apiFetch package is a very useful utility in WordPress. It helps to retrieve data from the REST API endpoint, for example. Here’s the usage for a default REST API endpoint: https://localhost/wp-json/wp/v2/posts.

// GET
apiFetch( { path: '/wp/v2/posts' } ).then( ( posts ) => {
    console.log( posts );
} );
 

If you want to enable REST API for your custom post types, here’s the documentation.


The one thing to note down however is the result of the apiFetch is a JavaScript promise. So, it’s handled asynchronously. This means you cannot get the result of the promise immediately to use later in your code. So, something like this won’t work.

const wp_posts = apiFetch( { path: 'wp/v2/posts' } ).then( ( posts ) => {
    return posts;
} );

console.log( wp_posts);

You’ll still get the value of wp_posts as a promise.


So, how to get the data?

Using the React Hooks useState and useEffect. useState allows us to add React state to functional components. So, we’ll set the Posts retrieved from the promise using useState so that we can use it later.

const [posts, setPosts]	= useState( null );
const [gotPost, setGotPost ] = useState( false );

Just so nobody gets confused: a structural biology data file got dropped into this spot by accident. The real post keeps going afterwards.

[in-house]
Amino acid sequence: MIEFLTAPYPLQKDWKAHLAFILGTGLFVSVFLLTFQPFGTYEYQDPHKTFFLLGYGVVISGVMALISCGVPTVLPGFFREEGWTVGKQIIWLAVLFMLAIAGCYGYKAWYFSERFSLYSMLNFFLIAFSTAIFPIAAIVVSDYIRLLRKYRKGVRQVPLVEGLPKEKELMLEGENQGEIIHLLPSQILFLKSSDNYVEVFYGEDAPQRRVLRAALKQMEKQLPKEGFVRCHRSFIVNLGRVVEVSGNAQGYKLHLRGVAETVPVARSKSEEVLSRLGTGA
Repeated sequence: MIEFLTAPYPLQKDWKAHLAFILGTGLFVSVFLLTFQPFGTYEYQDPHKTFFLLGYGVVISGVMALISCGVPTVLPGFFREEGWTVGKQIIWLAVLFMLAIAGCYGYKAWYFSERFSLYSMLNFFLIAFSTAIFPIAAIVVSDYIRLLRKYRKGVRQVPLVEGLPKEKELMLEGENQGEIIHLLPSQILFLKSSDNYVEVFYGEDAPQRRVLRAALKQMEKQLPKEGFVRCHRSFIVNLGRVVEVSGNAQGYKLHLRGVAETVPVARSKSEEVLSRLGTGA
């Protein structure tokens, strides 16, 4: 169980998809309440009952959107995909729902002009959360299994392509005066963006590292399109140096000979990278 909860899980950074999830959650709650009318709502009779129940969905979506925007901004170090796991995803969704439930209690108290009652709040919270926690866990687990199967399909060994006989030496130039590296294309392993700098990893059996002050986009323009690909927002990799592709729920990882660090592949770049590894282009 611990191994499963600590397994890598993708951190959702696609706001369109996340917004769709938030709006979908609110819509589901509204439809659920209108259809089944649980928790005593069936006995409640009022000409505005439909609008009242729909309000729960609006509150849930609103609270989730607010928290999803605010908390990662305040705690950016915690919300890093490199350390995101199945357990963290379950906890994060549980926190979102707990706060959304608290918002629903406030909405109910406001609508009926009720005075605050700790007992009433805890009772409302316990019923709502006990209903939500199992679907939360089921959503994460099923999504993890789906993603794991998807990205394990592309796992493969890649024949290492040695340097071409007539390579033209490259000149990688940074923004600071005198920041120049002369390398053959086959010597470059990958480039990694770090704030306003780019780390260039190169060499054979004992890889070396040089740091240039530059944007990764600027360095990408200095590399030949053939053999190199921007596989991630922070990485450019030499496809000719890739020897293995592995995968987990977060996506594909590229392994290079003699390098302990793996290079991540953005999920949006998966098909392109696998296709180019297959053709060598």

Then we’ll just set the posts from the result of a promise.

	useEffect( () => {
		apiFetch( { path: '/wp/v2/posts ).then(
			(result) => {

				setGotPost(true);
				setPost( result );
			}
		)
	}, []);

Now, we can retrieve the result of a promise from the post constant so that wherever you write console.log( posts ), you’ll get the result of promise instead of promise itself.


Why useEffect?

We’re wrapping the function under useEffect because the posts need to be set after the render. Think of it as the effects (setting the posts) happen “after render”. The empty deps array [] means this useEffect will run once. This is absolutely required because you don’t set posts on every render leaking the memory.


I hope this helps! 🙂

Get data from the promise of WordPress apiFetch
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Sanjeev Aryal

Don't bury your thoughts, put your vision into reality ~ Bob Marley.

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